The last two weeks pushed my well-being, self-care, and sanity to the limits. I started a new full-time management position, while holding onto my old job part-time. This put me into quite the conundrum. My old job was conducting in-home counseling services for trouble youth. Typically, I worked with these youth short-term (8-12 weeks) to stabilize them until they could receive outpatient services. When I received the offer for the new job, many of the children I was working with were halfway through their authorizations and ending in the coming weeks. I made a commitment to my supervisors that I would at least see out the remaining weeks on these cases. By making such a promise, I backed myself into a corner. I was working 40 hours as a supervisor, and then another 25-30 still with the kids.
Only a mad man would pull close to 70 hours a week working in mental health as a supervisor and counselor with such acute populations. Well, yours truly is a mad man and well aware. However, I knew it would only be temporary. I did what I could to mentally prepare myself. I pulled back where I could. I informed my friends and family members to keep an eye on me. I even scheduled times where I could rest. I had a good idea of the toll these few weeks were going to have. This is not to say that I was immune from its effects though.
My anxiety has been on high alert. I have not been sleeping well. My mind races all day and all night. I am struggling on maintaining my own boundaries. I even neglected important parts of my well-being like diet and exercise – the first things to go for me. I felt the side effects of this monstrous change.
While debating if I had the emotional and physical energy to go to my friend’s thirtieth birthday party, I called my dad up to decompress a little. He is typically a good person just to “shoot the shit” with. As soon as I started talking, he immediately commented, “You sound burnt out.” I was. I knew it.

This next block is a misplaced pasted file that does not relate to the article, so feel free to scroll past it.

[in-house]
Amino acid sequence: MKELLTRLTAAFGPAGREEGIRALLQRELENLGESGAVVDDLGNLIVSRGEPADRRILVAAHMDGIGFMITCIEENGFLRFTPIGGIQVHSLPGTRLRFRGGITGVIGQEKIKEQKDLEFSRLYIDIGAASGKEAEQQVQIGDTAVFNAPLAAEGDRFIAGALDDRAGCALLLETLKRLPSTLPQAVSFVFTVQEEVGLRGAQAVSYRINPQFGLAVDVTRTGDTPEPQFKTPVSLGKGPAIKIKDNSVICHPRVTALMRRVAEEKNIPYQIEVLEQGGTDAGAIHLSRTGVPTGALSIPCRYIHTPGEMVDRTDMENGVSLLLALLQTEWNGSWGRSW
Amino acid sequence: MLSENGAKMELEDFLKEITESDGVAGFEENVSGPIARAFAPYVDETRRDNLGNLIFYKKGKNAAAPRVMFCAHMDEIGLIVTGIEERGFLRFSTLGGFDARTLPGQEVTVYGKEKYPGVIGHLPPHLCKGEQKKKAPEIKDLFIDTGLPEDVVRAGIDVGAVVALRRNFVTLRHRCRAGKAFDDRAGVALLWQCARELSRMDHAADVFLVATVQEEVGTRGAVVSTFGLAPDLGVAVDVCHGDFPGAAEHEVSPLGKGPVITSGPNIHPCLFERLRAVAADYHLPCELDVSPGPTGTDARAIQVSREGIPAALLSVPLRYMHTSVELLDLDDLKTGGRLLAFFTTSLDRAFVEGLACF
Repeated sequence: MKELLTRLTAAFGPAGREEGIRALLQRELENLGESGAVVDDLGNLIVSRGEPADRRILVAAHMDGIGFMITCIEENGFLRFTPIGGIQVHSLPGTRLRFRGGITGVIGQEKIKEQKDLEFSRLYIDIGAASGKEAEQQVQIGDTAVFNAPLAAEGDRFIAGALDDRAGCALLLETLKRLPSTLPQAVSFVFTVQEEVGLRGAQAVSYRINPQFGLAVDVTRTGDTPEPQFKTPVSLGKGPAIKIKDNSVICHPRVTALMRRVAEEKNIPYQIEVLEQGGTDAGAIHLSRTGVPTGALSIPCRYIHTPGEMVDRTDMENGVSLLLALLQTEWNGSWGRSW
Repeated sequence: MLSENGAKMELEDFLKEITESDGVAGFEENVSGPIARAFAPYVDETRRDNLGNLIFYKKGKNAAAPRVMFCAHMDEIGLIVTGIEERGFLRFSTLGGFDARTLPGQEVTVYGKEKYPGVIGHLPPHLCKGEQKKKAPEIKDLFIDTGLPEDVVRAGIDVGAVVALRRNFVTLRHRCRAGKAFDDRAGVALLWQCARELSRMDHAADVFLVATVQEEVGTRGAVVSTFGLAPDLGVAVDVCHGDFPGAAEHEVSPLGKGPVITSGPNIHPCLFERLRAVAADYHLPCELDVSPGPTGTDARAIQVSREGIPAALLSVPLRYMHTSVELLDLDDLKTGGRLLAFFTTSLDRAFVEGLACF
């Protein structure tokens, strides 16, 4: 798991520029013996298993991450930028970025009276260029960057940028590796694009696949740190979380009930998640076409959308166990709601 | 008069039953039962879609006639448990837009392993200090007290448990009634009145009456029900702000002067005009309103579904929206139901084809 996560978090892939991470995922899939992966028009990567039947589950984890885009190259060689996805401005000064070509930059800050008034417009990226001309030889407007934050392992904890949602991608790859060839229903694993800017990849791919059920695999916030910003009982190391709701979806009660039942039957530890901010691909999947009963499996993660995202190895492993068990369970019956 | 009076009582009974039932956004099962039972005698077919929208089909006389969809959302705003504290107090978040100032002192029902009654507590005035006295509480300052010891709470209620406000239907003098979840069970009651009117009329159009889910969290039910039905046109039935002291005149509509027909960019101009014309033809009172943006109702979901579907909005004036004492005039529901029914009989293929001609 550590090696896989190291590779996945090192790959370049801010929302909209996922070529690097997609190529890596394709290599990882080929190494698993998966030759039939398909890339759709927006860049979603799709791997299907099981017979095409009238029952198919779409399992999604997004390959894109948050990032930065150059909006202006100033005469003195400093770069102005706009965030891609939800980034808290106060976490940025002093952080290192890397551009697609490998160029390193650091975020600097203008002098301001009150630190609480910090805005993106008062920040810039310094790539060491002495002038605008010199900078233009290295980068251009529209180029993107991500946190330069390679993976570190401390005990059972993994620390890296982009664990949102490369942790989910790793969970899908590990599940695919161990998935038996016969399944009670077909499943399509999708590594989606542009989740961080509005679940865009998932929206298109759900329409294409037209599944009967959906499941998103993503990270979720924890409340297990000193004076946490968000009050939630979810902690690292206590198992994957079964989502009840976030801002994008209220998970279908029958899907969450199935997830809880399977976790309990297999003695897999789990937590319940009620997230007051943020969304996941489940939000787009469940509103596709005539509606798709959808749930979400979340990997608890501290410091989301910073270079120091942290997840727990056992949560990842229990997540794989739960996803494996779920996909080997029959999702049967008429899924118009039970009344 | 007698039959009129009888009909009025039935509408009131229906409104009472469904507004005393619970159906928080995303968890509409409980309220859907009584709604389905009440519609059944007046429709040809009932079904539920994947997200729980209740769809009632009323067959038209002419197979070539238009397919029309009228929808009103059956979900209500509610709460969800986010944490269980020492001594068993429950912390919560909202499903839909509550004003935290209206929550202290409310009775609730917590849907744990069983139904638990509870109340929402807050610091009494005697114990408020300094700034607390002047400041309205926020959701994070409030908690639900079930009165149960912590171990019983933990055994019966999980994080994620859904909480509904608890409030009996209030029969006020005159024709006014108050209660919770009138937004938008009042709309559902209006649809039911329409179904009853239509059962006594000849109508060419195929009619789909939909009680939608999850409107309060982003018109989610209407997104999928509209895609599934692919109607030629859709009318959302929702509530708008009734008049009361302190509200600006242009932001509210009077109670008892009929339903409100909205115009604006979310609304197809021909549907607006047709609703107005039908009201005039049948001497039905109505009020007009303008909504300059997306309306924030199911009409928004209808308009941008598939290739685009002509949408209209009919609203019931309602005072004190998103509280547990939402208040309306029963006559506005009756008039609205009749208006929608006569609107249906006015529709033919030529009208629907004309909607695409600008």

I explained to him, “I just want to do everything the right way.”
“I was a chef who would turn over 500 dinners a night. Did you think I cared when one or two people didn’t like the food?”
The old man was right. I am never going to be able to make everyone happy and do everything absolutely perfectly. Especially while learning this new position, it was almost expected that I was going to make mistakes. My well-being was going to take some hits with this much pressure on me. There were going to be some deficits in my self-care. On the other hand, I was doing a pretty damn good job for my first two weeks on the job. I was still providing solid care to my clients. I even managed to slide in time with my friends a couple times.
Not everyone you interact with is going to like you. There will be some haters along the way. You will make mistakes and maybe even some that will cost you relationships. The one person who has to like you – or at least accept you- is yourself.
-The Caring Counselor